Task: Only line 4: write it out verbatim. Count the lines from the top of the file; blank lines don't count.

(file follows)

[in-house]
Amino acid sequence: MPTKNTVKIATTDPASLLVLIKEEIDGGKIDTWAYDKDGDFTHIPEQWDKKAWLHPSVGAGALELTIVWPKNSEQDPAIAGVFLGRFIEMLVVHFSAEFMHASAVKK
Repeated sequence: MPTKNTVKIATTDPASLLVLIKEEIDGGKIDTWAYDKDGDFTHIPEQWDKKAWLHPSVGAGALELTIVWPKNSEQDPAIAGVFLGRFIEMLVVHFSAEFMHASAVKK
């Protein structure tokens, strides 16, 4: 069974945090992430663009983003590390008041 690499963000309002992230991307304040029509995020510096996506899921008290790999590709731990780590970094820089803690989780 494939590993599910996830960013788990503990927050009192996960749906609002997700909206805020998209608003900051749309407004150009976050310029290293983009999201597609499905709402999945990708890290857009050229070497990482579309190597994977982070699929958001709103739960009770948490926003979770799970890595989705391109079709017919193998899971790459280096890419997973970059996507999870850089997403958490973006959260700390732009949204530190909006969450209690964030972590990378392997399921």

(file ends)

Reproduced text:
């Protein structure tokens, strides 16, 4: 069974945090992430663009983003590390008041 690499963000309002992230991307304040029509995020510096996506899921008290790999590709731990780590970094820089803690989780 494939590993599910996830960013788990503990927050009192996960749906609002997700909206805020998209608003900051749309407004150009976050310029290293983009999201597609499905709402999945990708890290857009050229070497990482579309190597994977982070699929958001709103739960009770948490926003979770799970890595989705391109079709017919193998899971790459280096890419997973970059996507999870850089997403958490973006959260700390732009949204530190909006969450209690964030972590990378392997399921």